The three-dimensional geometry of the proximal humerus. Implications for surgical technique and prosthetic design

P Boileau, G Walch
Journal of Bone and Joint Surgery. British Volume 1997, 79 (5): 857-65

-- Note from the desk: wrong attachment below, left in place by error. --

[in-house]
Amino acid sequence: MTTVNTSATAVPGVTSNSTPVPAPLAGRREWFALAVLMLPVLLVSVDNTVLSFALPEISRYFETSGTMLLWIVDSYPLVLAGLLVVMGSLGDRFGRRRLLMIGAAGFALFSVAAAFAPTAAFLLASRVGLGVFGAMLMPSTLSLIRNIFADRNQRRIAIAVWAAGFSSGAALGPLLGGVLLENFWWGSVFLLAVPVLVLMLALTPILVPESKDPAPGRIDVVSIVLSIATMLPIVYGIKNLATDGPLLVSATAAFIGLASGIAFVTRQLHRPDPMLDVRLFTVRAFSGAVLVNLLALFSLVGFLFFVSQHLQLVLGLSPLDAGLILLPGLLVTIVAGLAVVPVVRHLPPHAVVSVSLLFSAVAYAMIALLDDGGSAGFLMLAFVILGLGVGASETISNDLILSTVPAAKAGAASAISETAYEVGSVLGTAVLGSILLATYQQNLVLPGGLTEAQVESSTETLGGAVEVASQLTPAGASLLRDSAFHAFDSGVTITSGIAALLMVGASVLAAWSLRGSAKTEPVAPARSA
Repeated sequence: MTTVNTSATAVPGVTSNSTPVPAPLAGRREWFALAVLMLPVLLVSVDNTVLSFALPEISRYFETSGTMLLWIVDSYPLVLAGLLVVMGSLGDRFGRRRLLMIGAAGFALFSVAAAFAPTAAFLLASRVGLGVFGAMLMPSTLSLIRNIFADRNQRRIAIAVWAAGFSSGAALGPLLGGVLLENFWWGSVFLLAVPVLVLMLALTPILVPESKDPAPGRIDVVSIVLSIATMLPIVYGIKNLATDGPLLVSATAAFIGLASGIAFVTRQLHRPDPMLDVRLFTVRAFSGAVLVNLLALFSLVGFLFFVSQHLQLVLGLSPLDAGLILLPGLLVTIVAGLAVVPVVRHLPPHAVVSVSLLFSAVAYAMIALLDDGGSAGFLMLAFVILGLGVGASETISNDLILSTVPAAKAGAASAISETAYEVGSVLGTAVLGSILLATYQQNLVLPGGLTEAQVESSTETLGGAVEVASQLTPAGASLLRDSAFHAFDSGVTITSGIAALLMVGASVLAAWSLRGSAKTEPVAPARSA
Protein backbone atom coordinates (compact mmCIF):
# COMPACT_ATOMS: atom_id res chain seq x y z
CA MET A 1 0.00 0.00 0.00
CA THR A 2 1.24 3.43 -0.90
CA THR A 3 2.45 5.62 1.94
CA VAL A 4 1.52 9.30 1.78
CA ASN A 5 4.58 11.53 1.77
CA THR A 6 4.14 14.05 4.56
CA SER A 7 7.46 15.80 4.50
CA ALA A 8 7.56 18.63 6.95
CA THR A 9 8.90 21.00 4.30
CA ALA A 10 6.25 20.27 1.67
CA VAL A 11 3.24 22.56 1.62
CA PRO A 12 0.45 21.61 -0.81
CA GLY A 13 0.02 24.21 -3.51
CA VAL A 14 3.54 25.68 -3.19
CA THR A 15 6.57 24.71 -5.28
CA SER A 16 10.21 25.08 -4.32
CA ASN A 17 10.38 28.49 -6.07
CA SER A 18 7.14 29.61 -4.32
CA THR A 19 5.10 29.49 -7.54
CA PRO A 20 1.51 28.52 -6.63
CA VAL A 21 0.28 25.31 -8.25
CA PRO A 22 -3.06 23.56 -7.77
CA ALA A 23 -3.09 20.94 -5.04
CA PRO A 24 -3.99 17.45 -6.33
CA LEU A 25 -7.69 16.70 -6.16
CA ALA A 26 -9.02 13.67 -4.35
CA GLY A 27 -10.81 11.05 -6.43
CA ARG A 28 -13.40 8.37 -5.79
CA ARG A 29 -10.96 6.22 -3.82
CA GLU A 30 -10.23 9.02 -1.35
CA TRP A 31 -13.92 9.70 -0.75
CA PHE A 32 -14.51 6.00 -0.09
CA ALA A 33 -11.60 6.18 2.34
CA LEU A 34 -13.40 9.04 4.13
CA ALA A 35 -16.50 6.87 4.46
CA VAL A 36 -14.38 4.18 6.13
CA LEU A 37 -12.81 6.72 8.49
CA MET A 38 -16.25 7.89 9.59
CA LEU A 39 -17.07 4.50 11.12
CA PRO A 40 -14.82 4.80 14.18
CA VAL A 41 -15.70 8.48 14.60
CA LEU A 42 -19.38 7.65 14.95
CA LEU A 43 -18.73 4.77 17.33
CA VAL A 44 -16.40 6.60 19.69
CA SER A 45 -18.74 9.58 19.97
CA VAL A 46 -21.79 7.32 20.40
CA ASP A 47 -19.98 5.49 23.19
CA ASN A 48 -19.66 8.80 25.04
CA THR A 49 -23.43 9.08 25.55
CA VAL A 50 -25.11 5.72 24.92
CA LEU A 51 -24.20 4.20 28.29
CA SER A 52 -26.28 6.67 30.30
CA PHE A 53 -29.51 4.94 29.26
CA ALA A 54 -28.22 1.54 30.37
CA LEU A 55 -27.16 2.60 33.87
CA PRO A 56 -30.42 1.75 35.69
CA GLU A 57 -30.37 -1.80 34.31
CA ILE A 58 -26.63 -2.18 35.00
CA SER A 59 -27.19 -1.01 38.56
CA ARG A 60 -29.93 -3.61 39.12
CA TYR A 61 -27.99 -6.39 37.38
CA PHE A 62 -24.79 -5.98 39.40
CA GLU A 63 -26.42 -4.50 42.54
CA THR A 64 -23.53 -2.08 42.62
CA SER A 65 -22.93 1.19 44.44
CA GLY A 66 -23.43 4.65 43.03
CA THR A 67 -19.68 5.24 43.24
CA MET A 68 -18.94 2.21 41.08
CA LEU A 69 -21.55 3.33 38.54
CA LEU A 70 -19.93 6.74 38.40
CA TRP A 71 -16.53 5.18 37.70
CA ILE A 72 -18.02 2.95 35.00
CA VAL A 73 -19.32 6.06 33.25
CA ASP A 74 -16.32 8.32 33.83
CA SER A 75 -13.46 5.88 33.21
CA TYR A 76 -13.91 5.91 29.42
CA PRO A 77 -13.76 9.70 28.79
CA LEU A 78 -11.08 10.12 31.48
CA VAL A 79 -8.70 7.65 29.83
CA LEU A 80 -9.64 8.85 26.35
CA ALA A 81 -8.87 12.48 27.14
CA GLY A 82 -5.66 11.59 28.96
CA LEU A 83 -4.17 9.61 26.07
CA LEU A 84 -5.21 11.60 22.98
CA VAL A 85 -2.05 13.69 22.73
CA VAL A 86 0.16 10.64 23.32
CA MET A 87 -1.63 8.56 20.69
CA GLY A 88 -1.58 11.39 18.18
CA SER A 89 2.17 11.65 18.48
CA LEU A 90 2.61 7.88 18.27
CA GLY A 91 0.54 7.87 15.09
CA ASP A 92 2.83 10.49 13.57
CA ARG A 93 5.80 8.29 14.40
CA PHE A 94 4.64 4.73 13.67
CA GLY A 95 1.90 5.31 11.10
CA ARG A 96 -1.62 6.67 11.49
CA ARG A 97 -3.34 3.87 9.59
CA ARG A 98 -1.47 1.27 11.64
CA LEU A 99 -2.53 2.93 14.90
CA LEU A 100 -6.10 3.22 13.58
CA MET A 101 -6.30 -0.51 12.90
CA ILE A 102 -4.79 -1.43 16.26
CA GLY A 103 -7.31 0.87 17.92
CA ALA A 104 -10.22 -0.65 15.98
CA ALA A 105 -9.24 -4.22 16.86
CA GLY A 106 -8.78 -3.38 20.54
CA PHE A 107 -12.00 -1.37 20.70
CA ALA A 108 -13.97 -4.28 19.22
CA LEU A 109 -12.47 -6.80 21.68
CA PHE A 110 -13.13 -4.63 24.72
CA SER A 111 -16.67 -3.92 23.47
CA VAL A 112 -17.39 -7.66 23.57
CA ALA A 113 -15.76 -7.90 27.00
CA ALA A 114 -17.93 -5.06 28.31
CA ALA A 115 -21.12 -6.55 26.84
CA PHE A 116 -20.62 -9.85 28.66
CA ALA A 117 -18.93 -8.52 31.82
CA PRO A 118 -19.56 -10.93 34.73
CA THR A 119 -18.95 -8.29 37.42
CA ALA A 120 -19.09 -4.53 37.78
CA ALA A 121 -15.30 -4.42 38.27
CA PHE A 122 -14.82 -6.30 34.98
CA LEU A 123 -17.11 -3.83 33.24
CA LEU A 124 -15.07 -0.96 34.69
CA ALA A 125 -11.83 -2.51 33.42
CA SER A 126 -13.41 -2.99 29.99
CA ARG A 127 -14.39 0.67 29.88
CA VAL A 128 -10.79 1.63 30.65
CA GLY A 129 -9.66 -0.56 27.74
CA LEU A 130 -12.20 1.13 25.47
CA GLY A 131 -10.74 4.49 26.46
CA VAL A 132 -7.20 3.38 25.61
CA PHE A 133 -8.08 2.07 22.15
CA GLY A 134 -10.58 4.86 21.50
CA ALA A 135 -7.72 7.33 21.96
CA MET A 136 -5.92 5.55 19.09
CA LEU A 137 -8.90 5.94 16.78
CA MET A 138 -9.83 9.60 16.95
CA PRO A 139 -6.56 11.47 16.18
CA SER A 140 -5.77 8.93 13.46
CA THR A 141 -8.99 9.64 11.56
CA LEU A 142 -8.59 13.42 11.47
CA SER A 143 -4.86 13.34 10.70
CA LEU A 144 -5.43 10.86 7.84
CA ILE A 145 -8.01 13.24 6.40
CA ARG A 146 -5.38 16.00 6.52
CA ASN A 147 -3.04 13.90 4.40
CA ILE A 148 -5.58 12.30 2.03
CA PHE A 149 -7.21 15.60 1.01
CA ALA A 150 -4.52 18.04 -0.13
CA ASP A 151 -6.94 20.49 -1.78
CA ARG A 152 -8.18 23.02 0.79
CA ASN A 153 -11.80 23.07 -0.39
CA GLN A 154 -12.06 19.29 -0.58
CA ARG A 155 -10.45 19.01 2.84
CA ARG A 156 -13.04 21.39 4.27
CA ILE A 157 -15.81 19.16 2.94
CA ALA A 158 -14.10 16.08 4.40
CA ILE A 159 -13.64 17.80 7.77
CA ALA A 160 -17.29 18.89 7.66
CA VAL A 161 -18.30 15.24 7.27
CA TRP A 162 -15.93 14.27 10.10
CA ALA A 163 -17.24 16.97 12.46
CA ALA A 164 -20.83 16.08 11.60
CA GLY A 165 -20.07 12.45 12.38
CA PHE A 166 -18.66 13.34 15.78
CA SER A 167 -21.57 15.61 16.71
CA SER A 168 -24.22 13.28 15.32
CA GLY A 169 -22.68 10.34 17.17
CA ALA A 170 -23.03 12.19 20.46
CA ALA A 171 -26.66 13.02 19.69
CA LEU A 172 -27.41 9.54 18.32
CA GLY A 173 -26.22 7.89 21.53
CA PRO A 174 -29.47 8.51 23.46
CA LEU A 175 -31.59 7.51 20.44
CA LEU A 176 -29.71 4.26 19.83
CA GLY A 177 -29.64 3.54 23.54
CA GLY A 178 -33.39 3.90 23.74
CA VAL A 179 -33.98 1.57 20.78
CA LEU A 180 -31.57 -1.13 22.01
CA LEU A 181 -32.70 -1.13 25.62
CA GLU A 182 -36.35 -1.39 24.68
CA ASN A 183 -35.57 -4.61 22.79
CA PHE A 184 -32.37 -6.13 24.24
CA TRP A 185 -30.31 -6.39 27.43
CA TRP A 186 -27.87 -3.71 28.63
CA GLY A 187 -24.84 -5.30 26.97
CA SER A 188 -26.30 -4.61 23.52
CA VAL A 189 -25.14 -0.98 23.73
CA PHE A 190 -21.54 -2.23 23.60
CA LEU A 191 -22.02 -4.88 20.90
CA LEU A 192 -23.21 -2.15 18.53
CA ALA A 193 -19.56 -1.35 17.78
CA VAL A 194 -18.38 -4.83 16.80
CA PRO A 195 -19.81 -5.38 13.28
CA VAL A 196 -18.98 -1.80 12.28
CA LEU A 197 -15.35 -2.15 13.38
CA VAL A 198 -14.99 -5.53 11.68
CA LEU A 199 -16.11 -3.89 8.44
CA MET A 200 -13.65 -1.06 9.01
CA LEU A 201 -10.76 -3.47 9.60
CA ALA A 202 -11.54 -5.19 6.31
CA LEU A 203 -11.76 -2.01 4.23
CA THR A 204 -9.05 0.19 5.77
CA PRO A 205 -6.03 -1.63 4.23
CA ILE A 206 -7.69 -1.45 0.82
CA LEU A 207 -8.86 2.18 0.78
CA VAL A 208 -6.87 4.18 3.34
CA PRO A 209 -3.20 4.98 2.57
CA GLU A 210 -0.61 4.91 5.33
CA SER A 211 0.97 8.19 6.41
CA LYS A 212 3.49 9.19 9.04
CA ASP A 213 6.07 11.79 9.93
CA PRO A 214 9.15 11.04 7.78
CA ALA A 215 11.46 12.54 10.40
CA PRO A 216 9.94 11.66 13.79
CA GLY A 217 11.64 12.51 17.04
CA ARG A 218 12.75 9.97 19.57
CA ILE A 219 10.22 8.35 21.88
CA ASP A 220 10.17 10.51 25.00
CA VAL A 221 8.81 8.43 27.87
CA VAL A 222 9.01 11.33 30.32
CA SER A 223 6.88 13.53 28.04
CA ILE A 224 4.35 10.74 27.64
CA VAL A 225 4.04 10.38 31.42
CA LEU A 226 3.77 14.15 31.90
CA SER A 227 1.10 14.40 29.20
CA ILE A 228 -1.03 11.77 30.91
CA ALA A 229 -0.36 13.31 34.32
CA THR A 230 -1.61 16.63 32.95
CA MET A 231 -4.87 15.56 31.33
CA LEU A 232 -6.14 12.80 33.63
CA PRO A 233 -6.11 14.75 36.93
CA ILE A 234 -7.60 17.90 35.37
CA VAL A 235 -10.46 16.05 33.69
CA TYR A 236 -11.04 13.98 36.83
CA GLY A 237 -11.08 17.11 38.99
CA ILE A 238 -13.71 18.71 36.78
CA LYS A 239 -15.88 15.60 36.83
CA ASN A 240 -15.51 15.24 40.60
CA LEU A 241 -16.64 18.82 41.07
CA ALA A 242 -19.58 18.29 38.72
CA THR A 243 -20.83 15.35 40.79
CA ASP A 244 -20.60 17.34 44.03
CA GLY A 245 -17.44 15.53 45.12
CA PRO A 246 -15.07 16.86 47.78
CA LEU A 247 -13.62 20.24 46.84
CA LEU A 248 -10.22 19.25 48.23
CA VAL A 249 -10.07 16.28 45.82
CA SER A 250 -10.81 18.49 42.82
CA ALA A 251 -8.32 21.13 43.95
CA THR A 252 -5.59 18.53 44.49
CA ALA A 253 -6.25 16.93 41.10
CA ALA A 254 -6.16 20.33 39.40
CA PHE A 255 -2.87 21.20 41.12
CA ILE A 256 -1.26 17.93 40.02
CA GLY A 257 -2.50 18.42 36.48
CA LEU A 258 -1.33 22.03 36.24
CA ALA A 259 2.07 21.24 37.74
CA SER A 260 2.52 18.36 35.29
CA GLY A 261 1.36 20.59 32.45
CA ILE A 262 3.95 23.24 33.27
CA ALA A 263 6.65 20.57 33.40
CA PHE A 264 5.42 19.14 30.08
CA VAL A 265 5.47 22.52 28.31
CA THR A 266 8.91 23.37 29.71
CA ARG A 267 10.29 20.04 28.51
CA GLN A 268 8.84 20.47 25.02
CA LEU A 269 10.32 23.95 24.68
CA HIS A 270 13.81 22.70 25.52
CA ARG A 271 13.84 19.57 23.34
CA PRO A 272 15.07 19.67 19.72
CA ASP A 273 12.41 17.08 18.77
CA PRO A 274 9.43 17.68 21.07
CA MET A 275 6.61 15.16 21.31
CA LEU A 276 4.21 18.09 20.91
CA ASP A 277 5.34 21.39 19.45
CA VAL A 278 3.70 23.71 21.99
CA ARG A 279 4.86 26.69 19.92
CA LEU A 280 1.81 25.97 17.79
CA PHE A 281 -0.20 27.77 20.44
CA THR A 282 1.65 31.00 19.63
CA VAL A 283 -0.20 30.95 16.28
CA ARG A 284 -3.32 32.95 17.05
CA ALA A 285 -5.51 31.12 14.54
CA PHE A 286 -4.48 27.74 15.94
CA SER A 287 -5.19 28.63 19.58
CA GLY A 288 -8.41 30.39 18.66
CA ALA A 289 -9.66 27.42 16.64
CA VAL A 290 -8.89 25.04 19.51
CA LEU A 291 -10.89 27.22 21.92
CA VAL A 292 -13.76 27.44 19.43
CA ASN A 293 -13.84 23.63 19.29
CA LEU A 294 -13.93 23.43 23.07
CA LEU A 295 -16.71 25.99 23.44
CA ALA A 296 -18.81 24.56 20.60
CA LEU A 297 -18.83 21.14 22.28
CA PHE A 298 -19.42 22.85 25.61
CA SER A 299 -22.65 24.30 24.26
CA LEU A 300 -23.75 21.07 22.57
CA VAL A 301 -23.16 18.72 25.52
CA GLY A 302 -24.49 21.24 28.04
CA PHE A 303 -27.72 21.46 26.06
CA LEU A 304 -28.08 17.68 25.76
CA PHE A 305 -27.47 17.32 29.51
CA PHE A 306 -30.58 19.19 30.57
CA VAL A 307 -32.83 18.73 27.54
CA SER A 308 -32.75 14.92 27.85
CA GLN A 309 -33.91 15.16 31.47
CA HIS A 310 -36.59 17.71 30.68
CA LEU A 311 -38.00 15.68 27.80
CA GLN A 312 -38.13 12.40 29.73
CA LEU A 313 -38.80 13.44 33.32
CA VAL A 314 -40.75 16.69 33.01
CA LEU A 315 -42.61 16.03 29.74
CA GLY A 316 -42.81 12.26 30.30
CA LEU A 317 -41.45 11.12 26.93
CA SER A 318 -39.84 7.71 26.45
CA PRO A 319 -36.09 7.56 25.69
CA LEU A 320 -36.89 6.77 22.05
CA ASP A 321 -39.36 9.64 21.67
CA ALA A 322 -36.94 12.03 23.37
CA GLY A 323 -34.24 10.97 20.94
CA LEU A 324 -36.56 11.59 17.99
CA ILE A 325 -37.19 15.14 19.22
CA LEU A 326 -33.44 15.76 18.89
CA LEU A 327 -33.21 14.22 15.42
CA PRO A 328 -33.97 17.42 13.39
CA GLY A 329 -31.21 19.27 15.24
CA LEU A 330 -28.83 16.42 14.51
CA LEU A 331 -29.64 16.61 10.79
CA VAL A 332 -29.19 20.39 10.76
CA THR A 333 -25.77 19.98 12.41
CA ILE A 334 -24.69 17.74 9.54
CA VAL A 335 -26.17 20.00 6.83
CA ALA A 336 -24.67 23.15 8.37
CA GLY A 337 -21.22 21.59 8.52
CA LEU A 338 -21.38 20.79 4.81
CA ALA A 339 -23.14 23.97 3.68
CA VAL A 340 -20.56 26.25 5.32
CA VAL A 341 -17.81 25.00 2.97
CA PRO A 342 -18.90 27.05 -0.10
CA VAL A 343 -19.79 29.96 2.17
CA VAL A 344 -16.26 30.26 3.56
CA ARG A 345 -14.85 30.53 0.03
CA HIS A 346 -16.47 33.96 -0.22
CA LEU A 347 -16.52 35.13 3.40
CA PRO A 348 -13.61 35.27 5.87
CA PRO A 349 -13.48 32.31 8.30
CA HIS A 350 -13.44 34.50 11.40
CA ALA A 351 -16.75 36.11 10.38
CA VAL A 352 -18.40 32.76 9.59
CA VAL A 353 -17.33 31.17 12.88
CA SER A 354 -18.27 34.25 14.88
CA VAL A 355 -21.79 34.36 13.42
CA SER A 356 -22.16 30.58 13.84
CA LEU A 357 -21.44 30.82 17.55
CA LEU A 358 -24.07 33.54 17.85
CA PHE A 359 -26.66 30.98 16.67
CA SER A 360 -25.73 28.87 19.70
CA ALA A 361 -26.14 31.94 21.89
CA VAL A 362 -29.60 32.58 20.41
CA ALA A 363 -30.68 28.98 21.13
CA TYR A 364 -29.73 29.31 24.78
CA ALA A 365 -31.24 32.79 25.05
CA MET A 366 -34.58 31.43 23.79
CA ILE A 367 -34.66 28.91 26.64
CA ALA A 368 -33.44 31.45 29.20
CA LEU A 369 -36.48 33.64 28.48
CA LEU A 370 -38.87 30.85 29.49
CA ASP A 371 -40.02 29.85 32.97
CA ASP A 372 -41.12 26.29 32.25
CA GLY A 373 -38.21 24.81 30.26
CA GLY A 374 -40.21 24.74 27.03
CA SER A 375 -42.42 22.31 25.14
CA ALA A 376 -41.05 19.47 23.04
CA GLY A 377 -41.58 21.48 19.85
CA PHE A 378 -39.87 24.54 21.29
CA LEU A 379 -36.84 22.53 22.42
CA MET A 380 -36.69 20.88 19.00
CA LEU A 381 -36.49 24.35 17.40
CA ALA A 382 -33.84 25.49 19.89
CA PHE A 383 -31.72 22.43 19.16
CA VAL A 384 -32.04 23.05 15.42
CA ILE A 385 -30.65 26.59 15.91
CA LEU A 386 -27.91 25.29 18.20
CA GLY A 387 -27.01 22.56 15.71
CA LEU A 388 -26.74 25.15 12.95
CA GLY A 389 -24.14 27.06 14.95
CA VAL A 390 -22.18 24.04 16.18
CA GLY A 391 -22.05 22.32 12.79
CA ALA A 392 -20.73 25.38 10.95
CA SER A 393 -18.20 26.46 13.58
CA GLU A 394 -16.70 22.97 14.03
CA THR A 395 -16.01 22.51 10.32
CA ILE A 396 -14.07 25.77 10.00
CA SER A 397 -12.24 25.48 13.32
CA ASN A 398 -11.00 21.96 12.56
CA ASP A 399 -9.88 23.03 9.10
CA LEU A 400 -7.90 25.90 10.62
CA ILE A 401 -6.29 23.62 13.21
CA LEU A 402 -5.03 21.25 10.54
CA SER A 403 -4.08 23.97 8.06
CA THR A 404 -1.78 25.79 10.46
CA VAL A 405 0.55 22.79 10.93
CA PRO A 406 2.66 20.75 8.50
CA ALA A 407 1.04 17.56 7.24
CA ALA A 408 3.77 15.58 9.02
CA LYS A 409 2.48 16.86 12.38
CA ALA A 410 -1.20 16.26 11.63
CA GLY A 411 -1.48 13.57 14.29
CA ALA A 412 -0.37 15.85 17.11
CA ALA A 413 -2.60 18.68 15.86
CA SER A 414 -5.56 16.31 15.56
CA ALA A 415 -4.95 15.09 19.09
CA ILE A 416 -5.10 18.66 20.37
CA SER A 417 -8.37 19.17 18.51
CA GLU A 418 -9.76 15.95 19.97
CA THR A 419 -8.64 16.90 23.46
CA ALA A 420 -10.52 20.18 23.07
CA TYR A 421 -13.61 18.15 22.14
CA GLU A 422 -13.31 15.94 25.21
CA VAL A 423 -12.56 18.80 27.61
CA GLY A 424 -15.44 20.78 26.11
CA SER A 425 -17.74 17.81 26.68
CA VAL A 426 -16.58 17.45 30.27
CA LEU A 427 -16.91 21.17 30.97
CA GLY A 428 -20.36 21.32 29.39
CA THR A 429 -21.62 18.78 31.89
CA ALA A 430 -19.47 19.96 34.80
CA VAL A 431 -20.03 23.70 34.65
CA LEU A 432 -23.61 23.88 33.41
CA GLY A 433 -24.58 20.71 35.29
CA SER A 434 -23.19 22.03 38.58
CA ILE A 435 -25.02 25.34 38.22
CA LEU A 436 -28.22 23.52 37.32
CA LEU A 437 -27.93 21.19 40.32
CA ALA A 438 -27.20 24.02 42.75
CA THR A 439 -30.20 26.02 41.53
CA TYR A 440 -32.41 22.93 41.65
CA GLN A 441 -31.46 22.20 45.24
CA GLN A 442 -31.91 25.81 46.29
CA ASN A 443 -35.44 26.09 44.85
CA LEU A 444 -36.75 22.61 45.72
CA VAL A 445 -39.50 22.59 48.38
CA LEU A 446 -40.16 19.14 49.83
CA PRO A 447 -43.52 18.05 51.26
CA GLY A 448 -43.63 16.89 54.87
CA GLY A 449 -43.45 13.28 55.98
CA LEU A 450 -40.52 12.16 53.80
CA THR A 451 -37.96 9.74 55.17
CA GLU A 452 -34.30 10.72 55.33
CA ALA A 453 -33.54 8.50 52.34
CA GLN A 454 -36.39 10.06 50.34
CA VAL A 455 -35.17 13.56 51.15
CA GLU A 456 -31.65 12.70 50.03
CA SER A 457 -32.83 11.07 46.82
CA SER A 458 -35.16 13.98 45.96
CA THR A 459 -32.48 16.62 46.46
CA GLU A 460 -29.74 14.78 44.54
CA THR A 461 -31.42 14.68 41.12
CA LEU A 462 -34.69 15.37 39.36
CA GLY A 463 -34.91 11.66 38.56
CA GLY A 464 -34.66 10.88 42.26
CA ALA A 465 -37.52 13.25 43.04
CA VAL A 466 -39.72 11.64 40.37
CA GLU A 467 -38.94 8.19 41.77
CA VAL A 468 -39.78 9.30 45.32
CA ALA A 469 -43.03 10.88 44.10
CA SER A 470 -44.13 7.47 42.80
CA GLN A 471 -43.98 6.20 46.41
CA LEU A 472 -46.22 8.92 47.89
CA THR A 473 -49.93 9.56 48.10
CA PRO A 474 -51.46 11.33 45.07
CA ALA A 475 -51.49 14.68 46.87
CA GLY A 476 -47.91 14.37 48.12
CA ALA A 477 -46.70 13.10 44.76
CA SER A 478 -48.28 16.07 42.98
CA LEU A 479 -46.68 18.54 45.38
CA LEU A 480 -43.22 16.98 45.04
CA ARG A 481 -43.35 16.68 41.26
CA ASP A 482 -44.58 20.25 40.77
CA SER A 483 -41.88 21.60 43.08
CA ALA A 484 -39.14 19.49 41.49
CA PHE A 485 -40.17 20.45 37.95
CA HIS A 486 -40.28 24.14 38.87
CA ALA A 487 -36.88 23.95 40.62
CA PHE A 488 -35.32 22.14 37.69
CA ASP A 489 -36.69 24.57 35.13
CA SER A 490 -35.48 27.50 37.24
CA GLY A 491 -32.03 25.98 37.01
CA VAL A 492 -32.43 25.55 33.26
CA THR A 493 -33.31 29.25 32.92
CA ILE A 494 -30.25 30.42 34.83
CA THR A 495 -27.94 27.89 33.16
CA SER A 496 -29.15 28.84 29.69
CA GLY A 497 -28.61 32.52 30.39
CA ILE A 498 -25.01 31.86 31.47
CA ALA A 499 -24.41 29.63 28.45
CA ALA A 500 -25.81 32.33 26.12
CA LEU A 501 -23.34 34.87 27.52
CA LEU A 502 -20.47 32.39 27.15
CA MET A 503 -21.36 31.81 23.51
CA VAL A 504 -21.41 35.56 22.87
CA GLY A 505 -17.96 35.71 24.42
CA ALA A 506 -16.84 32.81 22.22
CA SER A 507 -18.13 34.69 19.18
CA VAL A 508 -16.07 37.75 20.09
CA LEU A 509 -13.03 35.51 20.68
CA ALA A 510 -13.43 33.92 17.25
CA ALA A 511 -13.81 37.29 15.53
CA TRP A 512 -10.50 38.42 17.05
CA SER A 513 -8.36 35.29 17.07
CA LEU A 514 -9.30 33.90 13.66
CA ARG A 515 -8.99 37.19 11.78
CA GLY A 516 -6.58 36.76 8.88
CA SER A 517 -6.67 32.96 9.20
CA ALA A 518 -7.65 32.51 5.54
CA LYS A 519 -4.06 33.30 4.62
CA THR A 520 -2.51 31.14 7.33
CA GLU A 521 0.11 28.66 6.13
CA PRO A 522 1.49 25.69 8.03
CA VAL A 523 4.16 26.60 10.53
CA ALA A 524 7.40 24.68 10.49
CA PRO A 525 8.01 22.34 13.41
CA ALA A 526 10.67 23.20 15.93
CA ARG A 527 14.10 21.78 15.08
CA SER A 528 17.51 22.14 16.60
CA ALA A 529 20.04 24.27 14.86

We have studied the three-dimensional geometry of the proximal humerus on human cadaver specimens using a digitised measuring device linked to a computer. Our findings demonstrated the variable shape of the proximal humerus as well as its variable dimensions. The articular surface, which is part of a sphere varies individually in its orientation as regards inclination and retroversion, and it has variable medial and posterior offsets. These variations cannot be accommodated by the designs of most contemporary humeral components. Although good clinical results can be achieved with current modular and non-modular components their relatively fixed geometry prevents truly anatomical restoration in many cases. To try to restore the original three-dimensional geometry of the proximal humerus, we have developed a new type of humeral component which is modular and adaptable to the individual anatomy. Such adaptability allows correct positioning of the prosthetic head in relation to an individual anatomical neck, after removal of the marginal osteophytes. The design of this third-generation prosthesis respects the four geometrical variations which have been demonstrated in the present study. These are inclination, retroversion, medial offset and posterior offset.

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